At his heaviest, Kohout weighed 295 pounds. He has already dropped down to 260.

“I’m still able to work out and exercise,’’ he said, adding that he would like to weigh around 240. “I’m still doing pretty intense workouts – going hard with minimal rest and feeling great.

The fact that he can stay physically active should make his transition from player to student assistant a little easier, though he expects to suffer from a football withdrawal when camp opens up.

“I’ve reconciled everything,’’ Kohout said. “A big part of it is knowing that I’ll be around the program – and because of my love of exercising – I’ll still have weight training and my fitness.’’

Kohout, a sociology major, was planning on getting his masters in educational leadership. “I never pictured coaching being an option,’’ he said. “But we’ll see what happens.’’

That’s pretty much how Bielema and Partridge presented the opportunity to him. “They both told me that they’d like me to be around,’’ Kohout said, “and I definitely want to be around.’’

Kohout sounded excited about getting a chance to mentor younger players; especially since he prided himself on properly executing the techniques, which is now something he can help teach.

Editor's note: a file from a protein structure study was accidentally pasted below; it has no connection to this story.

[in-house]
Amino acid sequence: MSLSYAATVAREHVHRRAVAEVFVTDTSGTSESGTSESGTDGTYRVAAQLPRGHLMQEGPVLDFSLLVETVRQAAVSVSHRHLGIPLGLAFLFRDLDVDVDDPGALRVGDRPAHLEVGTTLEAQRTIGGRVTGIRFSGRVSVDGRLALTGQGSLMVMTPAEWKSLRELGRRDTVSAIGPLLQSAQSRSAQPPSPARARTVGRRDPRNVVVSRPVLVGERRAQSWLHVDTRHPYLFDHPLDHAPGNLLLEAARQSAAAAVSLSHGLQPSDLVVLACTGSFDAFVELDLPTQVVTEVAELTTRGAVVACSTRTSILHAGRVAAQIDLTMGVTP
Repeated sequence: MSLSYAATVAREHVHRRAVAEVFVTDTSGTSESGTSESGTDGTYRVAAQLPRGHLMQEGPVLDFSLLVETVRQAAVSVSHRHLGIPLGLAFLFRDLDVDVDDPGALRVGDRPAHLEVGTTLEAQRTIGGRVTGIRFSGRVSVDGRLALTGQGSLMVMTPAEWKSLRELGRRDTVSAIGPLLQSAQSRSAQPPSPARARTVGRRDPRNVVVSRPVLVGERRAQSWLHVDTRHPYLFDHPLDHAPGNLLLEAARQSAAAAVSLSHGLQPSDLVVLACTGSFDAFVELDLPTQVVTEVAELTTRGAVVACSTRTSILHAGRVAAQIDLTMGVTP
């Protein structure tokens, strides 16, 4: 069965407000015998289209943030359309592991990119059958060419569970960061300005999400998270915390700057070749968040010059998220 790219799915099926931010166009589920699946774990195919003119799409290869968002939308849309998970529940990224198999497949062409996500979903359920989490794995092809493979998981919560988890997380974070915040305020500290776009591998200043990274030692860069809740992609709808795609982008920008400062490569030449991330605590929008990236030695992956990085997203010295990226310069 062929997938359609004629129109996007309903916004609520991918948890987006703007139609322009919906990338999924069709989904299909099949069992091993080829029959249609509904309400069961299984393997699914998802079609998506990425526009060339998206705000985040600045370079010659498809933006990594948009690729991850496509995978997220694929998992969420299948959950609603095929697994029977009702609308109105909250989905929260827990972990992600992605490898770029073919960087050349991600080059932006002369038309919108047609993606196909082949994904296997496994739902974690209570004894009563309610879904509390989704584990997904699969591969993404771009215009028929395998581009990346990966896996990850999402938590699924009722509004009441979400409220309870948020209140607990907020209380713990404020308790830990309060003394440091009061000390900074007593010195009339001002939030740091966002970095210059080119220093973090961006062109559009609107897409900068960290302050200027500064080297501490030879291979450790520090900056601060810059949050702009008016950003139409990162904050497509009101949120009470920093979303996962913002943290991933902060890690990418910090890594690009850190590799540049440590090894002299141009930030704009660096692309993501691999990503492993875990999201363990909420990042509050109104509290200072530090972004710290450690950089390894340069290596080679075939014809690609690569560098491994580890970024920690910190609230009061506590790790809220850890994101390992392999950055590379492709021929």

“That’s what’s really great about this place,’’ he said. “The coaches and the players take the attitude of nurturing and helping out the younger guys a lot more than maybe other places do.’’

Bielema is convinced that Kohout will do a good job in his new role as a student coach.

“Like I shared with him the other day when I sat down with him, there were certain athletic skills that made him a good player,’’ Bielema said. “But he was also very good because of the way he learns.

“He’s very coachable and he always understood the big picture when Charlie (Partridge) was talking to him. A lot of those types of guys become good coaches.’’

Coming out of the spring, Beau Allen and Ethan Hemer were the No. 1 defensive tackles. Hemer and Patrick Butrym, who has since graduated, started all 14 games last season for the Badgers.

Kohout, a 2009 redshirt, appeared in 26 games and accounted for 44 tackles the last two years. Warren Herring, a converted defensive end, will likely get the first crack at replacing him in the rotation.

“He’s an inside guy who can bring a little bit of a different flavor in there,’’ Bielema said. “This might also open the door for one of the younger players, who could step into a role sooner than later.’’

There are no plans to return Kyle Costigan to the defensive line, Bielema also said. Costigan was switched to offensive guard in the spring and Bielema has been pleased with his development.

Bielema admitted that it was tough getting the news on Kohout, who wore No. 91, the same number that Bielema sported as an Iowa defensive lineman. He loved Kohout’s commitment to being a Badger.

“He had two great years here,’’ Bielema said. “And now we’ll take the bump in the road and move forward. He’s handling it very well.’’

To this end, Kohout has been grateful for all the support that he has received. At the start of the summer, he felt a certain detachment from the team, which was completely understandable.

“But I can’t feel sorry for myself,’’ he stressed. “I’m dealing with it.’’